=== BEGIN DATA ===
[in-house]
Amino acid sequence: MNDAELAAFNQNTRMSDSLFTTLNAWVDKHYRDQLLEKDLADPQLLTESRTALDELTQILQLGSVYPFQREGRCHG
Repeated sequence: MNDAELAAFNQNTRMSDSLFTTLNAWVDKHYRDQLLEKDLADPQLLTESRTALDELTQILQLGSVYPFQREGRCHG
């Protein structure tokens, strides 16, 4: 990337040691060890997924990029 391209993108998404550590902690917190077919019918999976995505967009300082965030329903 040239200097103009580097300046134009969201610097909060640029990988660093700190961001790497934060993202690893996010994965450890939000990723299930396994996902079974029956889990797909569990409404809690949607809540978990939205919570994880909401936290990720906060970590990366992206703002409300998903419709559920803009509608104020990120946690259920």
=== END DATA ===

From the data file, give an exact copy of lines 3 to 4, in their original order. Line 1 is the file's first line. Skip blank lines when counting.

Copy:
Repeated sequence: MNDAELAAFNQNTRMSDSLFTTLNAWVDKHYRDQLLEKDLADPQLLTESRTALDELTQILQLGSVYPFQREGRCHG
């Protein structure tokens, strides 16, 4: 990337040691060890997924990029 391209993108998404550590902690917190077919019918999976995505967009300082965030329903 040239200097103009580097300046134009969201610097909060640029990988660093700190961001790497934060993202690893996010994965450890939000990723299930396994996902079974029956889990797909569990409404809690949607809540978990939205919570994880909401936290990720906060970590990366992206703002409300998903419709559920803009509608104020990120946690259920």